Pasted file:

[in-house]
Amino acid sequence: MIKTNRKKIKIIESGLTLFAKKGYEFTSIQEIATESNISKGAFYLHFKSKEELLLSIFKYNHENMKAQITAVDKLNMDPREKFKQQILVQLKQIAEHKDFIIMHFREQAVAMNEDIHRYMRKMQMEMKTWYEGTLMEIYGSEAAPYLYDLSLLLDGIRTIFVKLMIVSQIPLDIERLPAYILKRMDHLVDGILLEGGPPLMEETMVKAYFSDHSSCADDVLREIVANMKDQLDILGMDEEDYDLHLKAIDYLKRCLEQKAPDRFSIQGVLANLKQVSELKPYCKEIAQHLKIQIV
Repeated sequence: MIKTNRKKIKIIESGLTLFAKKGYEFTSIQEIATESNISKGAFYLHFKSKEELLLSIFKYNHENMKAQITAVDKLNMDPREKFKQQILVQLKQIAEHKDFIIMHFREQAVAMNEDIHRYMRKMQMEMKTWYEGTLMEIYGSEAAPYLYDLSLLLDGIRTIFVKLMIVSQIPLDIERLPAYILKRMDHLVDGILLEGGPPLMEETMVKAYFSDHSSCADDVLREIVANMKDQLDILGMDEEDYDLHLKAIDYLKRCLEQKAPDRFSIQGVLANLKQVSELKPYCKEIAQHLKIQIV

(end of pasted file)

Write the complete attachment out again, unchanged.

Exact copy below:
[in-house]
Amino acid sequence: MIKTNRKKIKIIESGLTLFAKKGYEFTSIQEIATESNISKGAFYLHFKSKEELLLSIFKYNHENMKAQITAVDKLNMDPREKFKQQILVQLKQIAEHKDFIIMHFREQAVAMNEDIHRYMRKMQMEMKTWYEGTLMEIYGSEAAPYLYDLSLLLDGIRTIFVKLMIVSQIPLDIERLPAYILKRMDHLVDGILLEGGPPLMEETMVKAYFSDHSSCADDVLREIVANMKDQLDILGMDEEDYDLHLKAIDYLKRCLEQKAPDRFSIQGVLANLKQVSELKPYCKEIAQHLKIQIV
Repeated sequence: MIKTNRKKIKIIESGLTLFAKKGYEFTSIQEIATESNISKGAFYLHFKSKEELLLSIFKYNHENMKAQITAVDKLNMDPREKFKQQILVQLKQIAEHKDFIIMHFREQAVAMNEDIHRYMRKMQMEMKTWYEGTLMEIYGSEAAPYLYDLSLLLDGIRTIFVKLMIVSQIPLDIERLPAYILKRMDHLVDGILLEGGPPLMEETMVKAYFSDHSSCADDVLREIVANMKDQLDILGMDEEDYDLHLKAIDYLKRCLEQKAPDRFSIQGVLANLKQVSELKPYCKEIAQHLKIQIV